China to mark birth of divisive leader Mao
People bow to a bronze statue of China's former leader Mao Zedong in Shaoshan, in China's central province of Hunan on December 24, 2013
Chinese remain divided over the founder of the People's Republic, with many nostalgic towards his 27-year-rule and others insisting his policies led to the deaths of millions.
The anniversary, which falls on Thursday, has particular significance this year and authorities in Mao's hometown have reportedly spent billions, even as President Xi Jinping called for "simple" celebrations.
"The anniversary is a big date for Chinese people," said Shen Yang, a 48-year-old businessman who will travel to Shaoshan in Hunan province, where Mao spent some of his formative years.
China traditionally measured time in 60-year cycles and Shen added: "It's the best date for us to express our faith in and respect for Mao Zedong.
"I believe that the new China created by Mao was great, and that's why we should celebrate and believe in him."
For others, Mao -- who in 1949 led the Communist party to victory in a brutal civil war and died in 1976 -- is remembered as a tyrant who led disastrous political campaigns that killed tens of millions.
He consolidated his power in the 1950s with brutal purges of opponents, while estimates say more than a million people were slaughtered in a movement to redistribute rural land to China's peasants.
Even deadlier was the "Great Leap Forward" launched in 1958, an attempt to boost China's economy that led to a famine in which some say more than 40 million people starved to death.
Next came the 1966 to 1976 "Cultural Revolution," seen as an effort by Mao to eliminate political enemies, leading to violence that one account estimates caused half a million deaths in 1967 alone.
But there has never been a full historical reckoning of his actions in China, where the ruling party censors accounts of his rule that highlight brutality and challenge the official line.
"Mao's biggest sin is that he interrupted China's progress towards constitutionalism and democracy," Beijing-based historian Zhang Lifan wrote in an online commentary on the anniversary.
"He took China into class warfare, and into the dead end of a one-party system."
But the Communist party "continues to use Mao as a sort of father figure for the revolution", said Kirk Denton, of Ohio State University.
"It does so because the very legitimacy of the party is tied to that revolution and its narrative of national liberation."
The party reversed economic course following Mao's death, ushering in unprecedented growth that it uses to justify its claim to power, and it acknowledges that he made "mistakes".
But the body of the "Great Helmsman" remains on public display in Beijing's Tiananmen Square, as does his portrait.
Reports in October said that Xiangtan city, which includes Shaoshan -- where Mao lived from birth until his teens -- would spend 15.5 billion yuan ($2.5 billion) to mark the occasion, including a plan to renovate the house where he lived, infrastructure projects and a "large-scale" cultural performance.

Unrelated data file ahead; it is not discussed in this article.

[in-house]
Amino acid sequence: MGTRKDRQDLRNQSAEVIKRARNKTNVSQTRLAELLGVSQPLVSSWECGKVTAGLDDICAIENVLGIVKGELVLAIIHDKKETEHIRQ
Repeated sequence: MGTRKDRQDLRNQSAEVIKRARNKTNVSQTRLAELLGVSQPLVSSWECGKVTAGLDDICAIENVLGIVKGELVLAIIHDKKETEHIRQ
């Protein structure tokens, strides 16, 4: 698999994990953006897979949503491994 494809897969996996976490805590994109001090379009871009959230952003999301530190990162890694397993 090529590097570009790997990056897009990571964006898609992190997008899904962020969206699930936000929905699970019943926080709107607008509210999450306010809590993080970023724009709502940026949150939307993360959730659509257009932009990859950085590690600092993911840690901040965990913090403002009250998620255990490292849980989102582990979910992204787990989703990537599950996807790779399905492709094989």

But Chinese internet users slammed the expense as wasteful, before Xi called for celebrations to be "solemn, simple and pragmatic," state media reported last month.
While China's leaders are wary of perceived extravagance, analysts say they also have to be careful about praising Mao too much, particularly after the downfall of former politician Bo Xilai.
Bo, who was sentenced to life in jail for corruption in September, embarked on a campaign of Maoist revivalism during his time as party chief of Chongqing, with mass rallies and promoting the singing of "red songs".
Mao has emerged as a rallying point for those who lament China's growing rich-poor gap and rampant corruption.
"There's a delicate line to walk by the government that wants to celebrate him, but only parts of him," said Jeffrey Wasserstrom, a China expert at the University of California Irvine.
"They don't want notions floating around that Mao was better than the current leaders by caring more about the plight of the poor, and being less corrupt."
Xi has links to Mao through his father -- a revolutionary general -- and has sought to revive some of the leader's tactics, subjecting officials to "self-criticism" sessions.
But economically he has vowed market-friendly reforms closer to those advocated by Mao's successor Deng Xiaoping.
Hotels across Shaoshan said they were booked out ahead of the event, and Mao supporters told AFP that China needed to remember his legacy.
"There are powerful groups who seek to blemish the image of Mao Zedong and attack his legacy. Their aim is to remove the influence of Mao on Chinese politics and leave the socialist path," said Shen, the businessman.
"Those of us who have faith in Mao Zedong need to stand up bravely and express our attitude."
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